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Gender Equality: Striving for Justice in an Unequal World (Chinese edition)
From Chapter 9 – Women in public office: A rising tide
One resolution in the Beijing Platform for Action to have enjoyed marked progress is that calling for women’s greater access to public office. Even if governments have been uneven in their responses and there is still far to go, nonetheless the entry of more women to representative office is an achievement that deserves celebration as a contribution to deepening democracy around the world.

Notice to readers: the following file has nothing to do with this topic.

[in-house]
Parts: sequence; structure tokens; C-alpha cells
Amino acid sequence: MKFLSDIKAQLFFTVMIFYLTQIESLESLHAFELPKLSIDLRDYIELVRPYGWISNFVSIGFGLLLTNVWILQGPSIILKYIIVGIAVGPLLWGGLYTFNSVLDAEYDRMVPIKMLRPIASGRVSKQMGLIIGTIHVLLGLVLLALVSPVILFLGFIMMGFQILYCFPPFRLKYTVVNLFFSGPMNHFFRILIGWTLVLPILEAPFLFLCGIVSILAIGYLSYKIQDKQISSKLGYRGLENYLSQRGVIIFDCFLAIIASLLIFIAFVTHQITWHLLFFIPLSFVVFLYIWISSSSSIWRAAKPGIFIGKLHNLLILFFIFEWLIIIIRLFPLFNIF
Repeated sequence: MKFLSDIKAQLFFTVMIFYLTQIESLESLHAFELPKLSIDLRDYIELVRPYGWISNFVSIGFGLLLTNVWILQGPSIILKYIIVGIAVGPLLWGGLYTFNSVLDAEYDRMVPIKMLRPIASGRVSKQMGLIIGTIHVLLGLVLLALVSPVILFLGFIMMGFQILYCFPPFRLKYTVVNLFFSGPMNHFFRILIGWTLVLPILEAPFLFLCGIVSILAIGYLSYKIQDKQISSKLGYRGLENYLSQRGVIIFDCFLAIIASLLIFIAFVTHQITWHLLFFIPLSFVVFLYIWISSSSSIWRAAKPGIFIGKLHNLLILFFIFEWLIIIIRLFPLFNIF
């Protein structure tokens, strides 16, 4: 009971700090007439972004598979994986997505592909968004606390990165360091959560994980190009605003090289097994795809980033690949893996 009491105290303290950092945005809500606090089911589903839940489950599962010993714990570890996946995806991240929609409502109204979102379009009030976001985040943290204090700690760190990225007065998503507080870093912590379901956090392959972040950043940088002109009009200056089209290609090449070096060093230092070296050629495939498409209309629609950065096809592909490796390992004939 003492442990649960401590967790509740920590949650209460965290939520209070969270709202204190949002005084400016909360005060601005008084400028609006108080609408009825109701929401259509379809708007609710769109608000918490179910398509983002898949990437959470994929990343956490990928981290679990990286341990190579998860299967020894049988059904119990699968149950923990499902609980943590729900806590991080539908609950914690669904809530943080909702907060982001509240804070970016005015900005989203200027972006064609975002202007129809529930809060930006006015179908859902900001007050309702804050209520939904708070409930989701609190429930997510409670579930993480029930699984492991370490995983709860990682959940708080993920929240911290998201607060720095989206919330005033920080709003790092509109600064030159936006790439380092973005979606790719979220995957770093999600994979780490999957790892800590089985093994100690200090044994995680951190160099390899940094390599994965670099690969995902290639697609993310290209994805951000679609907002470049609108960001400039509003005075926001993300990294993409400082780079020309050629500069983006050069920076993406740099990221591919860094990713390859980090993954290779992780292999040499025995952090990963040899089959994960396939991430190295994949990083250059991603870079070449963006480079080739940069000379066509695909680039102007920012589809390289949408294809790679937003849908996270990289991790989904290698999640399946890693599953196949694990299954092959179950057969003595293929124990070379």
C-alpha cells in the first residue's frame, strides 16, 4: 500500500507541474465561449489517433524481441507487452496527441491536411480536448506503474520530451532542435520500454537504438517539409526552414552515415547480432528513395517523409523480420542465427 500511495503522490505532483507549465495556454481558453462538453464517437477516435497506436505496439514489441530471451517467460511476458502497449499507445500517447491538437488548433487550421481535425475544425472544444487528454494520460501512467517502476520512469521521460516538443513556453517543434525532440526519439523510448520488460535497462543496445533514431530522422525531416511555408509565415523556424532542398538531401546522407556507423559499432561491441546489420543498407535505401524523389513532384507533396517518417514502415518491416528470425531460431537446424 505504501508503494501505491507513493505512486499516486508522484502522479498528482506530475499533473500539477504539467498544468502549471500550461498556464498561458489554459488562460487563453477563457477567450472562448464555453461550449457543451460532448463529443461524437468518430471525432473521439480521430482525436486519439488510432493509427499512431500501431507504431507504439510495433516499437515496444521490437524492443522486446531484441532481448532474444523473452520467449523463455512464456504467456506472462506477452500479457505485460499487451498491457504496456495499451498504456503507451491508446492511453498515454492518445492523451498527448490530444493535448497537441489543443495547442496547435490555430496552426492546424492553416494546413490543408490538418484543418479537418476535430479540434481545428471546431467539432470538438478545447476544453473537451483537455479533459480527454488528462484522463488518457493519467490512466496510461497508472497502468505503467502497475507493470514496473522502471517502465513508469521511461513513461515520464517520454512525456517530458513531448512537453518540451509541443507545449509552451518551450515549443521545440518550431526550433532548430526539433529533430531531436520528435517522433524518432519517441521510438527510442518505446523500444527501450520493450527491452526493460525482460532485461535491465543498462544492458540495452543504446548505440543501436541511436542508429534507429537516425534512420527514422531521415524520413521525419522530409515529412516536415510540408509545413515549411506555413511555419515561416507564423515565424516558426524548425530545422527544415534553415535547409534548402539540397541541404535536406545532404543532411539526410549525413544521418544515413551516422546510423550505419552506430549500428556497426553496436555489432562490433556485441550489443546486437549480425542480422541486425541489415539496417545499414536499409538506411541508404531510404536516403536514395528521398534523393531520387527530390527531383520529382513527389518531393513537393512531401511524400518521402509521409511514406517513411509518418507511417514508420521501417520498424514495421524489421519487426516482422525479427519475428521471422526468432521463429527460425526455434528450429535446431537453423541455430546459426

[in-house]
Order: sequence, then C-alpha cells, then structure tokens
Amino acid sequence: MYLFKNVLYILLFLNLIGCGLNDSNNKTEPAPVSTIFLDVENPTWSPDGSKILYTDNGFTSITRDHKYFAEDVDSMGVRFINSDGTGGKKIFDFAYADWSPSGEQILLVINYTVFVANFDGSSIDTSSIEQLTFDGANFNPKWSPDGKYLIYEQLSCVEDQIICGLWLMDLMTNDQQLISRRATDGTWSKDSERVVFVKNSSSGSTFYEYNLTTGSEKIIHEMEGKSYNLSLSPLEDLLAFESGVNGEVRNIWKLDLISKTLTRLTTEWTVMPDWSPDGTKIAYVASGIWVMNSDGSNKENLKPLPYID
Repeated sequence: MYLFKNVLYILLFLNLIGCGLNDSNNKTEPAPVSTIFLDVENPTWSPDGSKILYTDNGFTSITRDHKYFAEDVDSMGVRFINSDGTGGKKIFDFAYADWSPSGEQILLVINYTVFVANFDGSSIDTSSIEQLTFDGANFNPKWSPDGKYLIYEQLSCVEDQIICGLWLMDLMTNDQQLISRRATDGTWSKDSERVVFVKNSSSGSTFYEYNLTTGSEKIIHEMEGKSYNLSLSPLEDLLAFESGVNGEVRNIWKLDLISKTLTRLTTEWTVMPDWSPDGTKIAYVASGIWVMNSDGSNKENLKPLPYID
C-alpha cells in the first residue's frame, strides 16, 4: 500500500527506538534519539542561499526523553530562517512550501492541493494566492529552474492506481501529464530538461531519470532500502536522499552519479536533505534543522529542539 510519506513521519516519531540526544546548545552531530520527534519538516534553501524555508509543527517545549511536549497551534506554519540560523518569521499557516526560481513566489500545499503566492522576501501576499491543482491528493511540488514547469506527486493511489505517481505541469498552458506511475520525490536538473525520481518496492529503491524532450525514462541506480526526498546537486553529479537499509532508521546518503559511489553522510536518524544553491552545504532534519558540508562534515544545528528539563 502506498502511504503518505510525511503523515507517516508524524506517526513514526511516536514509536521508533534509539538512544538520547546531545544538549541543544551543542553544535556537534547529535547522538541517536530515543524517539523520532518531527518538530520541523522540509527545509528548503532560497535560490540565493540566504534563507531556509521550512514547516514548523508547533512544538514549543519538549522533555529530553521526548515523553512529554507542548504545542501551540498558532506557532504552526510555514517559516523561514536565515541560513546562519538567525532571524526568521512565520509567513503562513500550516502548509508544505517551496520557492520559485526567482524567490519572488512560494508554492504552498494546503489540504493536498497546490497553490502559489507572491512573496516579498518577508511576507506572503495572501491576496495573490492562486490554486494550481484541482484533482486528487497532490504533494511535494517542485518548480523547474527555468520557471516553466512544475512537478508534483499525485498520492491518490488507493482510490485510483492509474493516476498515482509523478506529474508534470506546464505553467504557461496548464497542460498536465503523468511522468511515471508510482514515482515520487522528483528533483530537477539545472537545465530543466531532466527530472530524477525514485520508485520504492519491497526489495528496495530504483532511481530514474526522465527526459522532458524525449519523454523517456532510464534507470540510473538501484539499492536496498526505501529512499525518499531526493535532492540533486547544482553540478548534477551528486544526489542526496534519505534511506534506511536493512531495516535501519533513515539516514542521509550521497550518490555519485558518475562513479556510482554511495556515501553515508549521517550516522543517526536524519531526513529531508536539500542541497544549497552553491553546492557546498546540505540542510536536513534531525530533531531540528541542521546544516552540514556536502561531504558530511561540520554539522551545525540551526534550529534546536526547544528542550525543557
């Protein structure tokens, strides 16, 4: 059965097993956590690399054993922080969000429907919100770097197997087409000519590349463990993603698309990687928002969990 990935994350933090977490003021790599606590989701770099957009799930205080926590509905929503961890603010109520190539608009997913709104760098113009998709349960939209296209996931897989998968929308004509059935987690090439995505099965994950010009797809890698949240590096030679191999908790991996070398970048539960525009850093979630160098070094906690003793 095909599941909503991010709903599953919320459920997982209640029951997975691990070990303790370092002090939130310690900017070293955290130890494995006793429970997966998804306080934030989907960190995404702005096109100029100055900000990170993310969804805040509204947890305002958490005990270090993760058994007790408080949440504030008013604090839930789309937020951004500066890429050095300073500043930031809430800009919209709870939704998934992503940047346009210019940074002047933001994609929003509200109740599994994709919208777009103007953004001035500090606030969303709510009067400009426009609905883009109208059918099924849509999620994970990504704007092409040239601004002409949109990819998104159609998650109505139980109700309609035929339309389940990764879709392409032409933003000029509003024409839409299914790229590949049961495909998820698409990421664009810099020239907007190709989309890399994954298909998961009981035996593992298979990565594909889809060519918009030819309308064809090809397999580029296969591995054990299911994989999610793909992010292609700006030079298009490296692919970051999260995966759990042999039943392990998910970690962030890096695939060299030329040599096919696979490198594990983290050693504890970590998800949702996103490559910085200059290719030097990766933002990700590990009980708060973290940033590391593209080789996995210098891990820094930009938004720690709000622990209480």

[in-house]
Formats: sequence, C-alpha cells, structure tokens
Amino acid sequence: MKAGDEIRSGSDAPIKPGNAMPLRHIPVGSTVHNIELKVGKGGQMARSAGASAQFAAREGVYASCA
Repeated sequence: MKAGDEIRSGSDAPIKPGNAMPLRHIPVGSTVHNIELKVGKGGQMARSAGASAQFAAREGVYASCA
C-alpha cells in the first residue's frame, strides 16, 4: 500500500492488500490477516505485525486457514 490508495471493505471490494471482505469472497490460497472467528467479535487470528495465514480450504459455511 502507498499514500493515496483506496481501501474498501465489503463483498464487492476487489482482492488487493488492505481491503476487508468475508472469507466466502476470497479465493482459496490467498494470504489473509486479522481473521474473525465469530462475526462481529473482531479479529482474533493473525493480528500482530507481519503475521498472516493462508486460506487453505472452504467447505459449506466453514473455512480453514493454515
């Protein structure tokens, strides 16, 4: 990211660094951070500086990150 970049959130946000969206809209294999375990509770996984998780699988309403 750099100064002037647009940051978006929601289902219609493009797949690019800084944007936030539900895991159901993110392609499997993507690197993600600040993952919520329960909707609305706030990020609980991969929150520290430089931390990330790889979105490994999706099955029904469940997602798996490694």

Although the average proportion of women in national assemblies has only increased from 9 per cent in 1995 to almost 16 per cent in 2004, a level far short of the Beijing call for equality, 16 countries have managed to put 30 per cent or more women into their national legislatures. In 2003, Rwanda achieved a world record with a parliament in which almost half of members were women, a higher proportion than in the highest-ranking OECD country. In the same year Finland achieved the simultaneous tenure of a woman head of state (president) and head of government (prime minister)—another “first” for elected women in political life. However, such achievements remain exceptional. In the absence of measures such as affirmative action to boost numbers of female candidates, the level of women in politics worldwide remains low, increasing at the painfully slow pace of only 0.5 per cent a year
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